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Glossary of Terms

Computer vision and perception is full of borrowed terms and phrases. Many of these aren't consistently used from context to context. This is big trouble for someone trying to explain how or what they want to accomplish with perception.

At Tangram Vision, we aim to avoid this kind of ambiguity whenever possible. The terms listed below have a specific definition when used in the platform and throughout this documentation. We hope that this helps conceptualize what the platform accomplishes; in the best case, it may even help you articulate your own perception goals.

A statistical optimization process that aims to solve component model, constraints, and object space collectively. The Tangram Vision Platform's multi-sensor calibration system is called TVCal.
Any hardware that emits observations, or that is part of a spatial or temporal relationship with another component in a Plex.
A spatial, temporal, or root relation between any two components.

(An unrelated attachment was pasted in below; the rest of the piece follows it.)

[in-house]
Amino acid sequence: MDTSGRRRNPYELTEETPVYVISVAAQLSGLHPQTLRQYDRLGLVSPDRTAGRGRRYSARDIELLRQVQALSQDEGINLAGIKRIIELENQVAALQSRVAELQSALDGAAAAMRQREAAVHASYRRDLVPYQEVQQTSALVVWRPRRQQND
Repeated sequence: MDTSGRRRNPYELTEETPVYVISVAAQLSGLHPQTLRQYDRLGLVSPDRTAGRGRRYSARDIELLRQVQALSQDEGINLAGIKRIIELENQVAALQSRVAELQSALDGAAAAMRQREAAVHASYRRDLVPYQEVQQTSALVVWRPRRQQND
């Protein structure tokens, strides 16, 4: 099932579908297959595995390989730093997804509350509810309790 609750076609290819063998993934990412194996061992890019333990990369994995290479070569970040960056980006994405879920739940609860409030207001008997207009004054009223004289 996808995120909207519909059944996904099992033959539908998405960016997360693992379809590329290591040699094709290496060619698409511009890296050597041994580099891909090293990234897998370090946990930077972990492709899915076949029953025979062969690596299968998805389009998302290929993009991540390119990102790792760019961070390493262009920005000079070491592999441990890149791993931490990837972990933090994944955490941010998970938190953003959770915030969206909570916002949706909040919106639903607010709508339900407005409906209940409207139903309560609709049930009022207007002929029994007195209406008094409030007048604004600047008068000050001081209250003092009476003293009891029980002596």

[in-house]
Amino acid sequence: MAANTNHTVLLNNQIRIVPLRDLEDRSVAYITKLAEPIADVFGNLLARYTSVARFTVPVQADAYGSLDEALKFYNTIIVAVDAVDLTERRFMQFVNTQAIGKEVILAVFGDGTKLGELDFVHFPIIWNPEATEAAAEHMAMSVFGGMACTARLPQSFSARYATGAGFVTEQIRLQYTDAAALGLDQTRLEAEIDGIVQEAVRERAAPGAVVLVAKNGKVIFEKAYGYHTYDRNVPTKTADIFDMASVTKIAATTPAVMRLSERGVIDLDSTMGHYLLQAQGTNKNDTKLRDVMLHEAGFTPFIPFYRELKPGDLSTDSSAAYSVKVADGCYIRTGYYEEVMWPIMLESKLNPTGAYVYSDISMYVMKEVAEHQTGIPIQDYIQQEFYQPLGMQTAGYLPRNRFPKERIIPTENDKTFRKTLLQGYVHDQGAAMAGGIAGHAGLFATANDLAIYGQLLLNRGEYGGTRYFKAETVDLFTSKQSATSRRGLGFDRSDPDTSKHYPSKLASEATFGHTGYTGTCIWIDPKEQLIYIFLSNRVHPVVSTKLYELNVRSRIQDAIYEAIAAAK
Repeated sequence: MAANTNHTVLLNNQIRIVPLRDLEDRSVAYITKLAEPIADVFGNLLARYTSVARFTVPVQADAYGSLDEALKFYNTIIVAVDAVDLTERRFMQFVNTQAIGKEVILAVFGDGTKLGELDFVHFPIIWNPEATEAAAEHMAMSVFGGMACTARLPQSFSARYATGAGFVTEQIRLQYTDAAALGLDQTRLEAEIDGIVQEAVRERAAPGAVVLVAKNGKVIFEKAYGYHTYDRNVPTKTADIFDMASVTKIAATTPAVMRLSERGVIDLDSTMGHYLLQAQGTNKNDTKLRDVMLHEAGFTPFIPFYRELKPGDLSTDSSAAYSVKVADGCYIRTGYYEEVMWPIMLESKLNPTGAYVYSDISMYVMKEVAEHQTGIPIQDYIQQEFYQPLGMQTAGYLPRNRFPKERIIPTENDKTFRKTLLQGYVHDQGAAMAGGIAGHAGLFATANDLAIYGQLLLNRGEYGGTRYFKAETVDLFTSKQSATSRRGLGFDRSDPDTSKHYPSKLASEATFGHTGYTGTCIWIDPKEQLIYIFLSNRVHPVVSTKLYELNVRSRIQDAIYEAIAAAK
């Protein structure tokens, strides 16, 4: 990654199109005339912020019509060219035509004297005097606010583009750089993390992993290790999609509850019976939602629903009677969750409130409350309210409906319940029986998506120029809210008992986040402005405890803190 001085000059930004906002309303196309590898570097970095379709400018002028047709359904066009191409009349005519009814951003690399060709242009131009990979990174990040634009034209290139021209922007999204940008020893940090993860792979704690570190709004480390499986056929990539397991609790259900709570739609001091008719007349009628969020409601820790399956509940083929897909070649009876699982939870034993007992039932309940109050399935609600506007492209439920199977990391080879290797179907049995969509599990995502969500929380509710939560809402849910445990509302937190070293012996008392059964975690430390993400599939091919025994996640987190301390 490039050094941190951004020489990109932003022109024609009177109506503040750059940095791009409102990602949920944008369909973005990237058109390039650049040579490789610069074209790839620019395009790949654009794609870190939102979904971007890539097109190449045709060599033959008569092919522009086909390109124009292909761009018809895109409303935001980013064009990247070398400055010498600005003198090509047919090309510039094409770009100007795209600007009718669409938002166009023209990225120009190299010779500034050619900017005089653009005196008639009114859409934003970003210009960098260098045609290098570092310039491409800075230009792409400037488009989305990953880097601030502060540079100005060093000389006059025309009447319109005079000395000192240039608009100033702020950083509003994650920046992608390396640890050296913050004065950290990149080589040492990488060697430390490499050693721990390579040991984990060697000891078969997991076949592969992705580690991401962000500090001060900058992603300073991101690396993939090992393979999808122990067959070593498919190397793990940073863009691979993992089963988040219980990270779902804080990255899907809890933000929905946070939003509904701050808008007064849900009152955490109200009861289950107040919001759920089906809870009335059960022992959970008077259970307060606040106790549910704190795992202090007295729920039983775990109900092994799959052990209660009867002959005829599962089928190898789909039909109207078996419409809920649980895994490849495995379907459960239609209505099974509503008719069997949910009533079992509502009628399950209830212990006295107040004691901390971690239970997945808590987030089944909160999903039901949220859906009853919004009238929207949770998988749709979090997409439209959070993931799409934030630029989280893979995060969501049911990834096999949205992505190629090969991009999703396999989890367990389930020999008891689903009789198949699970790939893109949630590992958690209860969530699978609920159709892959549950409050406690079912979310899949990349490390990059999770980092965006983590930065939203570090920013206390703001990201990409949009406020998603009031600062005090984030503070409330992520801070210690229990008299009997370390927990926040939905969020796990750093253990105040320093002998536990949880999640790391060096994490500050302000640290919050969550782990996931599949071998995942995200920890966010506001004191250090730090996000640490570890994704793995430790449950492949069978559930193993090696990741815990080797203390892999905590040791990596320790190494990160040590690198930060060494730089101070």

The square of the standard deviation of a parameter. Also known as variance-covariance. This value is used as an indication of uncertainty in a Plex.
A piece of hardware that may or may not comprise one or more components. This term is avoided in the Tangram Vision Platform due to its ambiguity.
Extrinsics are how two components are spatially oriented relative to one another. Part of a spatial constraint.
The specific model values for a component. The model used differs between and among component types. Part of a component.
A specific datum produced by a component.
Tangram Vision's universal data structure for describing perception systems. It is a graph of components and constraints that fully describe the system being used.
A piece of hardware. This term is not used frequently at Tangram Vision due to its ambiguity.
A series of observations from a component.
The physical counterpart to a Plex. This represents a perception-enabled machine, robot, vehicle, platform, etc., and all the components it utilizes.
An object with strict geometric properties that is used to produce and capture object points in world coordinates. A common example of this is a checkerboard pattern used for camera calibration.